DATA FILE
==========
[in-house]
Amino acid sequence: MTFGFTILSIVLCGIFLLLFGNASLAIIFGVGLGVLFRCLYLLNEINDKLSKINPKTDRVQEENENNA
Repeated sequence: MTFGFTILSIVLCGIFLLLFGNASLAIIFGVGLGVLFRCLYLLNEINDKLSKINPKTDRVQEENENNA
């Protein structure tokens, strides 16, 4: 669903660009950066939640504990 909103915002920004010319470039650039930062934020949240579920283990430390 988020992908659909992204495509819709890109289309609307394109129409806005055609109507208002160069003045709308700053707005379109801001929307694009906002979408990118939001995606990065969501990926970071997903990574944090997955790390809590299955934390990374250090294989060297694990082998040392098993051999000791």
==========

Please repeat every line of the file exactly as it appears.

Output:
[in-house]
Amino acid sequence: MTFGFTILSIVLCGIFLLLFGNASLAIIFGVGLGVLFRCLYLLNEINDKLSKINPKTDRVQEENENNA
Repeated sequence: MTFGFTILSIVLCGIFLLLFGNASLAIIFGVGLGVLFRCLYLLNEINDKLSKINPKTDRVQEENENNA
């Protein structure tokens, strides 16, 4: 669903660009950066939640504990 909103915002920004010319470039650039930062934020949240579920283990430390 988020992908659909992204495509819709890109289309609307394109129409806005055609109507208002160069003045709308700053707005379109801001929307694009906002979408990118939001995606990065969501990926970071997903990574944090997955790390809590299955934390990374250090294989060297694990082998040392098993051999000791």